According to one aspect of the invention, the wire guide comprises a plurality of separable elongate components that are longitudinally engaged with each other so as to form a composite wire guide structure having a composite configuration. The separable elongate components may be longitudinally separated from each other so as to form a plurality of separate wire guide members, each of the wire guide members having a configuration that is different from the composite configuration. In one exemplary embodiment, the composite wire guide may be separated into two individual wire guide members, each having a cross-section and stiffness that is less than the composite wire guide. The composite wire guide may be separated into individual wire guide members while disposed at least partially within a vessel or duct of the patient, or may be separated while outside patient. The individual wire guide members may then be utilized for different aspects of the medical procedure, such as the placement of an individual wire guide member in each leg of a bifurcated duct. Or alternatively, the medical procedure may commence or continue with only one of the individual wire guide members, with the other wire guide members being re-positioned or removed and discarded so as to not interfere with the procedure. A tool may also be provided to facilitate separation of the composite wire guide into individual wire guide members.
According to another aspect of the invention, the wire guide comprises a plurality of separable elongate components that may be longitudinally separated from each other so as to form a plurality of separate wire guide members. In one particular embodiment, the wire guide comprises a longitudinal score, perforation or weakness along the length thereof to facilitate separation of the wire guide into separate wire guide components. For example, the wire guide may comprise a pair of longitudinally extending score lines disposed along opposite sides thereof, the score lines permitting the wire guide to be split or peeled into two separate elongate wire guide halves. In another embodiment, the wire guide comprises a plurality of individual wire guide members that interlock with each other, either directly or through a separate interlocking core member. For example, the wire guide may comprise two elongate wire guide members, wherein the first elongate wire guide member has a female keyway disposed along the length thereof and the second elongate wire guide member has a male key disposed along the length thereof, the male key being configured to engage and interlock with the female keyway. The key and keyway configuration permits the individual elongate wire guide members to function together as a single, composite wire guide, while still allowing the individual elongate wire guide members to be separated from each other when so desired by the user. In certain embodiments, the key and keyway configuration forms a relatively weak connection between the individual elongate wire guide members that can be overcome by laterally pulling the individual elongate wire guide members away from each other. In other embodiments, the key and keyway configuration forms a relatively strong connection between the individual elongate wire guide members that resists lateral separation, and must be overcome by longitudinally sliding the individual elongate wire guide members relative to each other until they are separated. In another alternative embodiment, each of the elongate wire guide members comprises a female keyway, and a separate male key core member engages and interlocks with the female keyway of each of the elongate wire guide members and secures the elongate wire guide members together. In this alternative embodiment, the elongate wire guide members may be separated by removing the male key core member.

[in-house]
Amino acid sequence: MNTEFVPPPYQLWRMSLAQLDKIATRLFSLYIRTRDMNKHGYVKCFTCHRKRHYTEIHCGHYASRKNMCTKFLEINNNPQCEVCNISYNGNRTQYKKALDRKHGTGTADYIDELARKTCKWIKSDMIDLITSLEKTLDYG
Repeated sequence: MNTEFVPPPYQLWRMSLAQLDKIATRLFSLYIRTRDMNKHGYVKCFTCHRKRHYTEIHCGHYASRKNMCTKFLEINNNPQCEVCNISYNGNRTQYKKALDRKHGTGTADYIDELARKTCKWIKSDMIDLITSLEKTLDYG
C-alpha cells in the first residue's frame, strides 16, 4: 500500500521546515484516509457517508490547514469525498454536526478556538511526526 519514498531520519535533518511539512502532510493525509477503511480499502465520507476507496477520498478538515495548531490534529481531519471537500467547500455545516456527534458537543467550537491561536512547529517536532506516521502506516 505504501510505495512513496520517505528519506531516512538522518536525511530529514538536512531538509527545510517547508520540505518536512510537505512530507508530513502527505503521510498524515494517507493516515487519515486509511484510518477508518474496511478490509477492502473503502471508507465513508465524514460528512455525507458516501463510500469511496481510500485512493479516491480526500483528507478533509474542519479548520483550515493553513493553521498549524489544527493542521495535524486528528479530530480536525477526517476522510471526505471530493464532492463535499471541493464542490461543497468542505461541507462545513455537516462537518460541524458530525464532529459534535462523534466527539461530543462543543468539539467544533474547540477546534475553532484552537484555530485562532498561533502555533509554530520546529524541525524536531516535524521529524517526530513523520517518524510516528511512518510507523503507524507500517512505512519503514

According to another aspect of the invention, the wire guide comprises a plurality of separable elongate components that may be longitudinally separated or re-positioned relative to each other so as to alter the physical properties of the wire guide. In one particular embodiment, the wire guide includes an outer shaft portion and a core member that is slidably disposed within the outer shaft portion. The physical properties of the wire guide may be altered by re-positioning the core member relative to the shaft portion. For example, the core portion may be partially or completely withdrawn in a proximal direction relative to the shaft portion so as to increase the flexibility of the shaft portion. Alternatively, the core portion may be advanced distally relative to the shaft portion to thereby increase the overall length of the wire guide. When in this configuration, the core portion may function as a smaller, more flexible wire guide for gaining access to a more tortuous section of the vessel or duct.
These and other advantages, as well as the invention itself, will become apparent in the details of construction and operation as more fully described below. Moreover, it should be appreciated that several aspects of the invention can be used with other types of wire guides, wire guided catheters, and other medical devices.
Turning now to
Turning now to